Guilty verdict in NZ musician's death
A former bikie associate who killed a New Zealand musician by pushing him through the second storey window of a Perth pub has been jailed for nine years.
Stefan Pahia Schmidt, 28, was acquitted of murder in a judge-alone re-trial in the West Australian Supreme Court on Thursday, but was found guilty of manslaughter.
In 2012, Schmidt was handed a life sentence with a minimum jail term of 14 years for murdering Andy Marshall by shoving him through the second storey window of Cottesloe's Ocean Beach Hotel in May 2011.
But the Court of Appeal determined in August that Schmidt should face a retrial, with Justice Michael Buss saying he could have been found guilty of manslaughter instead of murder.
At the start of the retrial, Schmidt had offered to plead guilty to the lesser charge, admitting he had pushed Mr Marshall but didn't mean to kill him.
But prosecutors rejected the plea deal.
On Thursday, Justice John McKechnie found Schmidt guilty of manslaughter and ordered that he spend at least seven years behind bars before being eligible for parole.
The sentence was backdated to May 2011 when he was placed in custody.
Alan Marshall, Andy Marshall's father, said the family respected the decision but did not agree with it.
"He was convicted of murder once and to us that's what it is," he said. "But there is no judge in the world who is going to bring him back to our lives, and it would have been a mistake to come out here with the expectation of finding closure."
They had hoped for a longer sentence, but would try to move on and rebuild their lives without Andy, he said.
Alan Marshall and his wife Wendy both gave victim impact statements before today's sentencing.
Justice McKechnie said the only reason Schmidt was not found guilty of murder was because he hadn't thought about the consequences of his actions that caused the death, but noted it was still a very serious case of unlawful killing.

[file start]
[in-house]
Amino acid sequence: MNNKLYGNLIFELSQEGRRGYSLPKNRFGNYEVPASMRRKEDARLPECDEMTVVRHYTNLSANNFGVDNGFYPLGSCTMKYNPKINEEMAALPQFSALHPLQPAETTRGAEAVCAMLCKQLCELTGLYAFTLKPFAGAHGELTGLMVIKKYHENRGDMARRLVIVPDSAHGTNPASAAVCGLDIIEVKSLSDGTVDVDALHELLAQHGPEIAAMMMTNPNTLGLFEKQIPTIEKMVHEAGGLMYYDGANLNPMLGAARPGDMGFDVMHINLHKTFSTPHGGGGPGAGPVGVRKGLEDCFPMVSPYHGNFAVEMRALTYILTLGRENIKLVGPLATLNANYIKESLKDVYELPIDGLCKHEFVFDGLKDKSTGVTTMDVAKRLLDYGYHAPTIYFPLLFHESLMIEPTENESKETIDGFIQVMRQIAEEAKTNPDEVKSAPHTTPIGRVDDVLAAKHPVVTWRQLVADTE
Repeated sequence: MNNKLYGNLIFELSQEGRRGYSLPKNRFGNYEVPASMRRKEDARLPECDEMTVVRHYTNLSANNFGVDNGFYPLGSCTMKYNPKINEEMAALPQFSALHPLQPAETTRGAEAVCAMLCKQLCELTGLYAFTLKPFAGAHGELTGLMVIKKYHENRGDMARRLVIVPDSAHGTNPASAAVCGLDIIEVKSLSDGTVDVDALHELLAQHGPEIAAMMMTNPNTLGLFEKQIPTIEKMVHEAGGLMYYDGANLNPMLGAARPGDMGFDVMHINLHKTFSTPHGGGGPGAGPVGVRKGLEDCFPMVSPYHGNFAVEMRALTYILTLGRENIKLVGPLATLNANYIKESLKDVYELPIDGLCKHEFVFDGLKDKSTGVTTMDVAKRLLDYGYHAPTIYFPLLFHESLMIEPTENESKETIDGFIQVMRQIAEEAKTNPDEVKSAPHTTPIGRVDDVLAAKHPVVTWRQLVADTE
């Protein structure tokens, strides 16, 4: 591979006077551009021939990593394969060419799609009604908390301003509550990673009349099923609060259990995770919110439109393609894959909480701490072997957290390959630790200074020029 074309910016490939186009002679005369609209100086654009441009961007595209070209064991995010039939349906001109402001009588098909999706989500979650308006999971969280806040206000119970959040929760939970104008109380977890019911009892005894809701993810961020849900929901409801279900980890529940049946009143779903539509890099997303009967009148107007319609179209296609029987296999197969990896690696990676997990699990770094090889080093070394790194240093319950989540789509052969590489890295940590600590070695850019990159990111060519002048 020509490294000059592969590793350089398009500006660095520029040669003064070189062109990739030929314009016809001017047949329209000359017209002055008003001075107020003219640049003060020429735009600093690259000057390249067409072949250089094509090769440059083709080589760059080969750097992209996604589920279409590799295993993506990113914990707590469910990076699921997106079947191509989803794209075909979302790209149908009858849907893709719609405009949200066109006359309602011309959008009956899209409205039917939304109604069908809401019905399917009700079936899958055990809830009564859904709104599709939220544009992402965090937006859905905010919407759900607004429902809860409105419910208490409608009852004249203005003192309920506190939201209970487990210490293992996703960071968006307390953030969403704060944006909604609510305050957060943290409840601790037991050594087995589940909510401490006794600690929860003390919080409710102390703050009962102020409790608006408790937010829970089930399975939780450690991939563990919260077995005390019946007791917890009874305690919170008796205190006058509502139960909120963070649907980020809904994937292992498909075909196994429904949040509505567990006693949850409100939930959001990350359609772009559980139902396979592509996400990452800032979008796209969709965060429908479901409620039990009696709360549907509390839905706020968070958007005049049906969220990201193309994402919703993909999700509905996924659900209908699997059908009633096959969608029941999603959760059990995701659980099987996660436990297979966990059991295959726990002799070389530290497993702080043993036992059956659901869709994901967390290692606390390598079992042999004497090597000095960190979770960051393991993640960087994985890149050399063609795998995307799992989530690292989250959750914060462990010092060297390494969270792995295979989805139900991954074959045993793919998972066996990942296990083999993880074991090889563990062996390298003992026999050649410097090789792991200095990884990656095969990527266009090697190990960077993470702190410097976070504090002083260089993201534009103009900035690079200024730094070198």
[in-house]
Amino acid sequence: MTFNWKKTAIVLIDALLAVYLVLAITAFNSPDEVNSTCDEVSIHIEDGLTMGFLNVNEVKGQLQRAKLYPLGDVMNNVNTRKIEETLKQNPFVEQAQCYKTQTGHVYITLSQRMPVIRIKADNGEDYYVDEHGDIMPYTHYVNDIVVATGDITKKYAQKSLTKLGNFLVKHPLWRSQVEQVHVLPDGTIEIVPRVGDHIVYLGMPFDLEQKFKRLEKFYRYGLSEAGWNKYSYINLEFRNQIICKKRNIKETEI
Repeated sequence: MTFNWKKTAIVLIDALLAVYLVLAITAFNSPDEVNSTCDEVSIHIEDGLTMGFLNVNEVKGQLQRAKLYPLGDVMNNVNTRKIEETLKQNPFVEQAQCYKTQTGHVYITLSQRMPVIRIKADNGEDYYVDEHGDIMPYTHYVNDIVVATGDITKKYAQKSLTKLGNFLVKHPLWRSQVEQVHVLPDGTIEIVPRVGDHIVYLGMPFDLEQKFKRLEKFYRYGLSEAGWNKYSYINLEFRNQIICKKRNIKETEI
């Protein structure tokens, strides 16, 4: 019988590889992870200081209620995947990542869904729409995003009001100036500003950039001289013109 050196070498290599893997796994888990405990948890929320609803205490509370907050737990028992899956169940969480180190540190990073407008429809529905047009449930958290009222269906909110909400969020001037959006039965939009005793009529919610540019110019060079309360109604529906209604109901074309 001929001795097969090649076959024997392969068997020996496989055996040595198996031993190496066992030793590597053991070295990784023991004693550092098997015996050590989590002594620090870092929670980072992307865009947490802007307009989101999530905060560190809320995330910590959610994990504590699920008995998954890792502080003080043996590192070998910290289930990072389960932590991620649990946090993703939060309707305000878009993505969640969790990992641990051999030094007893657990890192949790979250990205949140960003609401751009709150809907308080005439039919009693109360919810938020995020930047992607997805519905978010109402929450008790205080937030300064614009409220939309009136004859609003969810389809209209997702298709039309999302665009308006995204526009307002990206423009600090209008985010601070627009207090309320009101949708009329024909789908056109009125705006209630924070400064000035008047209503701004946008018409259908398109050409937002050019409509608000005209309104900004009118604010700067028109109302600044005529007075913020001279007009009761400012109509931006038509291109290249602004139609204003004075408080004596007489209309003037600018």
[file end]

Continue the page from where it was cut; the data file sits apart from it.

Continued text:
"You should have known the extreme danger of the act," he said.
Justice McKechnie said the cause of Schmidt's anger - Mr Marshall speaking with two of Schmidt's female associates - was "unbelievably innocuous".
And he was sentencing Schmidt to deter others from thinking about "casual violence", saying people should be able to go out without fearing such an attack.
Justice McKechnie noted that Schmidt's actions of walking away from the victim as he lay injured on the pavement outside the pub were "undoubtedly callous".
"However, I cannot discount the accused's explanation that he was worried about the response of hotel patrons towards him," he said.
During the retrial, Schmidt had said he walked away from a crowd gathering around Mr Marshall because he feared they would turn on him in a mob attack.
Mr Marshall said the nightmare was made worse knowing that his son died in a violent and vicious assault.
"What could possess someone to do this?" he said.
"I just wanted to hug him and be with him."
Mr Marshall said it was heartbreaking for him to hear his wife Wendy collapse when he called to inform her of their son's death.
She held back tears as she told the court the loss was overwhelming.
"My heart is broken," she said.
Marshall, formerly of Feilding, is a cousin of slain Feilding farmer Scott Guy, who was shot in his driveway in 2010.